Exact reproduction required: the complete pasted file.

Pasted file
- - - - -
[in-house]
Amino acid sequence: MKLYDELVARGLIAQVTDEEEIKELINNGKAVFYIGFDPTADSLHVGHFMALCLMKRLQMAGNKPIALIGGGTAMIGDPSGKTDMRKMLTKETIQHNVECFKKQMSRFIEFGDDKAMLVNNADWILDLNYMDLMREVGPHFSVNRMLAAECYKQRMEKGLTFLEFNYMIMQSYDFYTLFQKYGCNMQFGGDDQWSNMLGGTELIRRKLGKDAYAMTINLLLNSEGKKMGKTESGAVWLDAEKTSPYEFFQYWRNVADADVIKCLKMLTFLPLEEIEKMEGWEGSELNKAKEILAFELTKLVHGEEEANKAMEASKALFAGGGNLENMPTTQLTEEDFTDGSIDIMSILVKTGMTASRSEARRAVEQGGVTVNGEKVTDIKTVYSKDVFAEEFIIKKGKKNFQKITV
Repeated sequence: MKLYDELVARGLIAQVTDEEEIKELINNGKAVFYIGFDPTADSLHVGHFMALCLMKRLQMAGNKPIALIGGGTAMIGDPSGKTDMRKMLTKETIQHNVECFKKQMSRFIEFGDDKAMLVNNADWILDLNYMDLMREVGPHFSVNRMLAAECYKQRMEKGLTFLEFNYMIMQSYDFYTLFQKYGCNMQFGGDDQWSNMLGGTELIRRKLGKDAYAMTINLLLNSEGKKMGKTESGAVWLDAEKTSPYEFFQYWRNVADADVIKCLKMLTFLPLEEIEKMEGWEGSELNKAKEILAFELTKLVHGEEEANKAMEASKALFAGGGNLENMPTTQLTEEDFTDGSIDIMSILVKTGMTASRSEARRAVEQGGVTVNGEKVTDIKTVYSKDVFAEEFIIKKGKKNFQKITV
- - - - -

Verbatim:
[in-house]
Amino acid sequence: MKLYDELVARGLIAQVTDEEEIKELINNGKAVFYIGFDPTADSLHVGHFMALCLMKRLQMAGNKPIALIGGGTAMIGDPSGKTDMRKMLTKETIQHNVECFKKQMSRFIEFGDDKAMLVNNADWILDLNYMDLMREVGPHFSVNRMLAAECYKQRMEKGLTFLEFNYMIMQSYDFYTLFQKYGCNMQFGGDDQWSNMLGGTELIRRKLGKDAYAMTINLLLNSEGKKMGKTESGAVWLDAEKTSPYEFFQYWRNVADADVIKCLKMLTFLPLEEIEKMEGWEGSELNKAKEILAFELTKLVHGEEEANKAMEASKALFAGGGNLENMPTTQLTEEDFTDGSIDIMSILVKTGMTASRSEARRAVEQGGVTVNGEKVTDIKTVYSKDVFAEEFIIKKGKKNFQKITV
Repeated sequence: MKLYDELVARGLIAQVTDEEEIKELINNGKAVFYIGFDPTADSLHVGHFMALCLMKRLQMAGNKPIALIGGGTAMIGDPSGKTDMRKMLTKETIQHNVECFKKQMSRFIEFGDDKAMLVNNADWILDLNYMDLMREVGPHFSVNRMLAAECYKQRMEKGLTFLEFNYMIMQSYDFYTLFQKYGCNMQFGGDDQWSNMLGGTELIRRKLGKDAYAMTINLLLNSEGKKMGKTESGAVWLDAEKTSPYEFFQYWRNVADADVIKCLKMLTFLPLEEIEKMEGWEGSELNKAKEILAFELTKLVHGEEEANKAMEASKALFAGGGNLENMPTTQLTEEDFTDGSIDIMSILVKTGMTASRSEARRAVEQGGVTVNGEKVTDIKTVYSKDVFAEEFIIKKGKKNFQKITV